Father-Child Bonding

This blog post was originally published on Aug 6, 2013

Summer’s longer days and time off from work and school make it a great season to boost father-child bonding. Fathers I meet sometimes talk about feeling less confident about their influence on their children’s lives, yet it’s important to continue to remind them that they make up one-half of the parent team and are role models to the same extent as their partner is.

Here are a three tips to strengthen your relationship with your child:

1- Start Today

More traditional dads often confide to me about feeling disconnected from their babies, toddlers, or even older children and teens. Unsure of how to relate to them or how much of an impact they’re going to have at a young age, these dads talk about waiting until their kids grow up to begin building a relationship. It’s important to keep in mind, however, that even the lack of a connection with your child is still a relationship - albeit, an absent one. Relationships with kids should and need to develop from day one.

2- Play

It’s no secret that children love to play (BENEFITS  OF PLAY – LINK OTHER ARTICLE). Using play time to strengthen your father-child bond is a simple and easy way to connect without the pressure of not knowing what to say. With older kids, play is also a great method to tackle more difficult subjects by using toys to voice what you or your children need to discuss. It can include tummy time with babies, reading (you can never be too early to instill great habits), and even volunteering together. I also recently met a dad who takes time off each summer for what he calls ‘daddy camp’ – a few days or weeks of quality (link to crumbs of time) time with his kids.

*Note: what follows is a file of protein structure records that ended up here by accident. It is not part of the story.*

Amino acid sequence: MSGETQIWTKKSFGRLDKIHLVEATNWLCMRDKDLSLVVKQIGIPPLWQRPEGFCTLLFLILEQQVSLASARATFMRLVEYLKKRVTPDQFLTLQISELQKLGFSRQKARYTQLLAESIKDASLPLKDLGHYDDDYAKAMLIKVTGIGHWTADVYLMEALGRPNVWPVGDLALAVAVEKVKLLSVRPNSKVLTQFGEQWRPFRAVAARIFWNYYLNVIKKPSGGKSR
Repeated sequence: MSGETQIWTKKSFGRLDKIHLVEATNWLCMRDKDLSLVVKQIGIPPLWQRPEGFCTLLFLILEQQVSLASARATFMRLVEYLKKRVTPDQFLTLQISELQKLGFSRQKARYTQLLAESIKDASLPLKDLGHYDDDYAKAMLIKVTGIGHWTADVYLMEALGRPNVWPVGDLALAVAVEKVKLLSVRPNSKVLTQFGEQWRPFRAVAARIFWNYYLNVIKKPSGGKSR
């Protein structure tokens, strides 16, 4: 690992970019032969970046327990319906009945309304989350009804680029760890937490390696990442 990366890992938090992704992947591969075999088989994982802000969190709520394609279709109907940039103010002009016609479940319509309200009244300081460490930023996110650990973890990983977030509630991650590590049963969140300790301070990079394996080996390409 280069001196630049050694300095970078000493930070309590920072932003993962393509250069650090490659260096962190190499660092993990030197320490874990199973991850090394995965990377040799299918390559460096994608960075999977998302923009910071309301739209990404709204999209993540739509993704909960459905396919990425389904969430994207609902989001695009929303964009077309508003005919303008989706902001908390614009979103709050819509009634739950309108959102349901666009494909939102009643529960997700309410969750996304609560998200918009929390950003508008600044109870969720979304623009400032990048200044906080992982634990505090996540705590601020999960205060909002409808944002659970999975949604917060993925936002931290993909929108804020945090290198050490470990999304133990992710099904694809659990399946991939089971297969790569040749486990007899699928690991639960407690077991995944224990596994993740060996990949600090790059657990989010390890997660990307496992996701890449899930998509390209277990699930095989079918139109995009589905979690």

3- Team Up

If your child’s other parent is in the picture, regardless of whether you are partnered or not, teaming up when it comes to discipline is an important way to maintain a strong, positive connection with your kids. Being a team means avoiding being the ‘permissive’ parent your kids go to when they were told no by the other person. Kids get used to getting what they want out of you but will also indirectly learn that they cannot rely on you to be consistent with your actions. In the long-term, teaming up means you will also be a solid reference point when your kids face bigger problems and need guidance.

So with 18 in Mind, start building a stronger relationship with your children today so you may have a more solid one tomorrow.

Happy parenting,


N.B.: 18 in Mind is a blog about the day your kids turn 18 and the parenting years in between!